The Palestinian-Swedish artist Tarik Kiswanson has been awarded the Prix Duchamp, France’s most prestigious contemporary art prize. As part of the award, given by the Association for the International Diffusion of French Art, Paris-based Kiswanson will receive €35,000. Kiswanson will also undertake a residency in the United States via Villa Albertine, an institution created by the French Ministry for Europe and Foreign Affairs.
Kiswanson studied at Central Saint Martins school of art in London. On his website, the artist says that his work encompasses sculpture, writing, performance, drawing and sound. Crucially, his practice reflects the experiences of people fleeing from Palestine; Grandfather’s Cabinet (2014), is a skeletal reconstruction of his grandfather’s filing cabinet, which his family took when they fled from Jerusalem to Sweden in 1979.
Kiswanson says in a statement: “My identity has been defined by several cultures, my abstract works stem from my own condition as a second-generation immigrant, shaped in the aftermath of displacement. Throughout my life, I have used sculpture and writing to explore transitory and interstitial states of the human condition.”
Recent works by Kiswanson are on show at the Centre Pompidou along with works by the three other award nominees: Bertille Bak, Bouchra Khalili and Massinissa Selmani (until 8 January 2024). According to Le Quotidien de l’Art, the award ceremony for the prize earlier this week—scheduled to take place at the Centre Pompidou—was instead at Artcurial auction house following strike action by Centre Pompidou workers who are demanding job security ahead of a major renovation (the Beaubourg gallery is due to close in 2025 for a five-year refurbishment).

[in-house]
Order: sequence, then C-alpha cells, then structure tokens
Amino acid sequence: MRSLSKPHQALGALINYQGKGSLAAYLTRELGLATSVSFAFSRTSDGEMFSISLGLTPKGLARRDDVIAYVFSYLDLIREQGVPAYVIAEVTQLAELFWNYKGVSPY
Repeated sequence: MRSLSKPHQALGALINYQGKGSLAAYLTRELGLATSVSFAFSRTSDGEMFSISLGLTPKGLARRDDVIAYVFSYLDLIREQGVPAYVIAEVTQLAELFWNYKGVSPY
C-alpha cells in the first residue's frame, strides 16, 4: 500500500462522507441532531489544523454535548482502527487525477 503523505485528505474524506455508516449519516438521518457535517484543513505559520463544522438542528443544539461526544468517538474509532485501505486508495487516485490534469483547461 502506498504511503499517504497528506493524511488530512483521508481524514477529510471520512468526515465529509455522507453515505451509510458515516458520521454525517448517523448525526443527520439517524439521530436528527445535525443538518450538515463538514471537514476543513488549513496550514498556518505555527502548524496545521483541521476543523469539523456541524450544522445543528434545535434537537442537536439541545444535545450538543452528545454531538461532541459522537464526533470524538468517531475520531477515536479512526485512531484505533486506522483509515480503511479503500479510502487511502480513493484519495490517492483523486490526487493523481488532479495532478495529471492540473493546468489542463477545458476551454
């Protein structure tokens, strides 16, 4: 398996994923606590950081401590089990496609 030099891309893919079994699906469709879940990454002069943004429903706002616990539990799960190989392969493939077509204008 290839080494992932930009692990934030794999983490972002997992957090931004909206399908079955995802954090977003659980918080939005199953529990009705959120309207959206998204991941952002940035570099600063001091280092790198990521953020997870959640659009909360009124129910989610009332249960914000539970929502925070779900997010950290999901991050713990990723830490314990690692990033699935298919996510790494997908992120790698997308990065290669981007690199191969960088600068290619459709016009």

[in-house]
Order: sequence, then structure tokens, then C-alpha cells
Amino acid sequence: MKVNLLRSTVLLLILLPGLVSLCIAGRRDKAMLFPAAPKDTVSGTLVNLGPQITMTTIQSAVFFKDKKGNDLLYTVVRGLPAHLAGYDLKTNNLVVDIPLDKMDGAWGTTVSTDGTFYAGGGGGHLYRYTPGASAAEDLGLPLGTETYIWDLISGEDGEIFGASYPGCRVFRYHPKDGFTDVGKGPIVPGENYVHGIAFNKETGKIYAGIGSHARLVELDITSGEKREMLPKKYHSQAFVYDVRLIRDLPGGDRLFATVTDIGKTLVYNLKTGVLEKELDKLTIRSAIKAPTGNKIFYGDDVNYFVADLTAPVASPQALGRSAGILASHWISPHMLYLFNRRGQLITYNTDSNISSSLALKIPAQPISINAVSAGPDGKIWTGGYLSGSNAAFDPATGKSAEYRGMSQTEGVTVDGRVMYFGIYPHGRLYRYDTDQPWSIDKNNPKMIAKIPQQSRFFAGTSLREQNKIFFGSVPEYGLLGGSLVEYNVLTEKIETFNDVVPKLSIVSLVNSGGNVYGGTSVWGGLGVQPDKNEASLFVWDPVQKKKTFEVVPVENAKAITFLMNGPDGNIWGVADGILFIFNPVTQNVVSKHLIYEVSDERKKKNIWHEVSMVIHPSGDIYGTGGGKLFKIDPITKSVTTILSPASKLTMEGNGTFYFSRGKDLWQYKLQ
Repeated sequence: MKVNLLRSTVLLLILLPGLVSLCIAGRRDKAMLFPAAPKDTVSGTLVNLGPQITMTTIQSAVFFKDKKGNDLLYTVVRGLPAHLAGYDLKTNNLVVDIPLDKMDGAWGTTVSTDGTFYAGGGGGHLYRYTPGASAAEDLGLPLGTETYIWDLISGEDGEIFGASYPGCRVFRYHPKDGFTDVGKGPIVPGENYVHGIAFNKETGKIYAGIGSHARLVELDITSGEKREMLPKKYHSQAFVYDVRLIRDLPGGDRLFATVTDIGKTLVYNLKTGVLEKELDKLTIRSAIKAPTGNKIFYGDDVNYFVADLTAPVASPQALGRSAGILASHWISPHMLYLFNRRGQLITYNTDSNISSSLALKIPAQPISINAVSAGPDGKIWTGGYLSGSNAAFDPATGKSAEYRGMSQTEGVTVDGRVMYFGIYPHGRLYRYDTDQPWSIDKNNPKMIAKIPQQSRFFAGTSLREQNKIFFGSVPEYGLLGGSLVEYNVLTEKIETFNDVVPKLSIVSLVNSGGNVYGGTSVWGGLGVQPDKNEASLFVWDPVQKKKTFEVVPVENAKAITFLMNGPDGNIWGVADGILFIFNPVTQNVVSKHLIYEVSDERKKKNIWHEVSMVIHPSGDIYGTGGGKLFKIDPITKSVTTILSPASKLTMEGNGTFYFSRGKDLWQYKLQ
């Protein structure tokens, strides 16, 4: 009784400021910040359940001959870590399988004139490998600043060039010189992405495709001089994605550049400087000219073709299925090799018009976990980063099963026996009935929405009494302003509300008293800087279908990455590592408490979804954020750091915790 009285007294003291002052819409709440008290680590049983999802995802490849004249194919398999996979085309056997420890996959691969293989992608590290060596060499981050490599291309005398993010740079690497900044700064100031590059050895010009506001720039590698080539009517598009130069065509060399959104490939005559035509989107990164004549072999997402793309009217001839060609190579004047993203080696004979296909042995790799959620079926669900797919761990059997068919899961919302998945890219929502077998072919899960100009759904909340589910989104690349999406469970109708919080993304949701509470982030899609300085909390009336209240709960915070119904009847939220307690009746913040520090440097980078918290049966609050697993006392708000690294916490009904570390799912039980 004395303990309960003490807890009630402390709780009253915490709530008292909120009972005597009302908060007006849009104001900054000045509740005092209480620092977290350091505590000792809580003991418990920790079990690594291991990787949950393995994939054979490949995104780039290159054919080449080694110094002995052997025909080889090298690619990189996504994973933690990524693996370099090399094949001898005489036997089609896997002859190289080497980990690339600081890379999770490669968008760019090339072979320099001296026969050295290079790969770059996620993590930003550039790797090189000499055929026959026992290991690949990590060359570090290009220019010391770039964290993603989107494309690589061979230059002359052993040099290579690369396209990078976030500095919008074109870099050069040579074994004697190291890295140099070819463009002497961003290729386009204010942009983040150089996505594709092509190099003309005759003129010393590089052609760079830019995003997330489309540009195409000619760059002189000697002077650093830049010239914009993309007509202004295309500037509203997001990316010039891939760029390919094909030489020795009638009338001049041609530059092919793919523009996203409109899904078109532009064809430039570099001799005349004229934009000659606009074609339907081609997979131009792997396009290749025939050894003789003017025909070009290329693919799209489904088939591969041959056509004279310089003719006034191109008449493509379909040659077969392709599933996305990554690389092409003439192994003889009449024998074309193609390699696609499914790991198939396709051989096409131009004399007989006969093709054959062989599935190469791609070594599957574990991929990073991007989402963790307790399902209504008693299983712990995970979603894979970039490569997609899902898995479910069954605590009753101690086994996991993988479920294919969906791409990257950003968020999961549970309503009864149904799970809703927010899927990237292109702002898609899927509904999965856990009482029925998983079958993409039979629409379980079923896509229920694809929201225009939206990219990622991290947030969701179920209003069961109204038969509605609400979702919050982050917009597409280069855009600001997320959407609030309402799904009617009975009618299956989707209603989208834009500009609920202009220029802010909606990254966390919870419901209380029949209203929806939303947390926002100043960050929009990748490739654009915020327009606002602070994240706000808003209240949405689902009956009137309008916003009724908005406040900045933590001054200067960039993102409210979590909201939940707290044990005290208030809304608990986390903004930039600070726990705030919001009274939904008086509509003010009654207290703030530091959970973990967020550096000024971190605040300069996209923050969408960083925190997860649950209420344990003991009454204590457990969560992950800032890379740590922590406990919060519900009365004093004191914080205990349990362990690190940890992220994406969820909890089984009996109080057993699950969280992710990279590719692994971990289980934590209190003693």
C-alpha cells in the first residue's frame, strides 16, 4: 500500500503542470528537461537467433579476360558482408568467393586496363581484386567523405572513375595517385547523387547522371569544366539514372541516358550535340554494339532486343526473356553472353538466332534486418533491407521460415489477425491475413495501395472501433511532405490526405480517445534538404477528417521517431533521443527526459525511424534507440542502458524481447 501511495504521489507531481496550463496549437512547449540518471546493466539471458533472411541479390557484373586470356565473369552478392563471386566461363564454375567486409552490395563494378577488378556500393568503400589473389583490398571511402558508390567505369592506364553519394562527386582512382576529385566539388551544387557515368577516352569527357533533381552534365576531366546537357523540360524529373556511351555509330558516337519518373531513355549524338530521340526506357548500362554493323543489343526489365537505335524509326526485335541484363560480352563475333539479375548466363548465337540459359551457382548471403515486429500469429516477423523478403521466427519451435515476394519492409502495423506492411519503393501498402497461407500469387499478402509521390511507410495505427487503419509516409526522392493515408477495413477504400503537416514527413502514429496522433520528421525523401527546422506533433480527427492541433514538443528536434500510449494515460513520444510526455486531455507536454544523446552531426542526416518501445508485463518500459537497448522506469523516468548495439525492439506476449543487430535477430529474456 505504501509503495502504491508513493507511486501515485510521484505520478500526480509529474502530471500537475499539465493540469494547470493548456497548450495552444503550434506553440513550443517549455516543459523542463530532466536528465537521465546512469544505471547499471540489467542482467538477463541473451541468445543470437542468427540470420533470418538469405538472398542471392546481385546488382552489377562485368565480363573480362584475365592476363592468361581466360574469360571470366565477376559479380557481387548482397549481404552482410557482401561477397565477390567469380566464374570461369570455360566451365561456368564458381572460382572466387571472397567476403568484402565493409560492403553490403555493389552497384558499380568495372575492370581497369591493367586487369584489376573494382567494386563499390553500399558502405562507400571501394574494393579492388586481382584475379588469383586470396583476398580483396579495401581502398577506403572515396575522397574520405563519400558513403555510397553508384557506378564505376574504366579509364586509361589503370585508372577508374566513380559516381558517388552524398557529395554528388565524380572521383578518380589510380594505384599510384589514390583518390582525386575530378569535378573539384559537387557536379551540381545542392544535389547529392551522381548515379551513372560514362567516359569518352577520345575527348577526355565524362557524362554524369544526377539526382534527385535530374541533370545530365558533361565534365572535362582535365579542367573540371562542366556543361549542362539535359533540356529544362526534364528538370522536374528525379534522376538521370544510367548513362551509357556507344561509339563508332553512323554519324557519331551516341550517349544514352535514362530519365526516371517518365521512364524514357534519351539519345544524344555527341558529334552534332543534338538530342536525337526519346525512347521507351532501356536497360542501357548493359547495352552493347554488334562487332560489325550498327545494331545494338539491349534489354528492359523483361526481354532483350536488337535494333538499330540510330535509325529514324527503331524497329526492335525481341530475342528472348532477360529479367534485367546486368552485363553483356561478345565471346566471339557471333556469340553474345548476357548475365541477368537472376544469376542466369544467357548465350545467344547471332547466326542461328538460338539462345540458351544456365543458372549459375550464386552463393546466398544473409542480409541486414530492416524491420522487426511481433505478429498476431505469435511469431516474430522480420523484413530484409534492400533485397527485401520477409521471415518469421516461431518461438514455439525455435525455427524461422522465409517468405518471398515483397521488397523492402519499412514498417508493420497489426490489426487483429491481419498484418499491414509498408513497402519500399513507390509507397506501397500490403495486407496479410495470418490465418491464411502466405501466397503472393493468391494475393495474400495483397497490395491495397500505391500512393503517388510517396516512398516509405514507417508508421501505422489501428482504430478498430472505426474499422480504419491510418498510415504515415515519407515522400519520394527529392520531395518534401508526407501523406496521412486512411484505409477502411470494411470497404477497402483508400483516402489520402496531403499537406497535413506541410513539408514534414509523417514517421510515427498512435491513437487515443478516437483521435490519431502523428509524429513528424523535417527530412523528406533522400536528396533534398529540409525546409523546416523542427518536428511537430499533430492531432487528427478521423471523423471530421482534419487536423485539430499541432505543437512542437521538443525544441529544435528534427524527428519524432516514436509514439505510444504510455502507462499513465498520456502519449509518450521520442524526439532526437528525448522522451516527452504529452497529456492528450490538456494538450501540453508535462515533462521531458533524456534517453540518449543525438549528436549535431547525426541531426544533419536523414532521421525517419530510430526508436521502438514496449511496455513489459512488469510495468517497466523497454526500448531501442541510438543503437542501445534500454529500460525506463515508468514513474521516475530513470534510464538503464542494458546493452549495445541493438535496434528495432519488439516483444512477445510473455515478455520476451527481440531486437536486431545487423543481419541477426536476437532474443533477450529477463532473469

Jury members this year included Adam Weinberg, director of the Whitney Museum of American Art in New York, and Xavier Rey, director of the Centre Pompidou's Musée National d’Art Moderne. Past winners of the Prix Marcel Duchamp, launched in 2000, include Kapwani Kiwanga, Kader Attia, Latifa Echakhch, Dominique Gonzalez-Foerster and Melik Ohanian.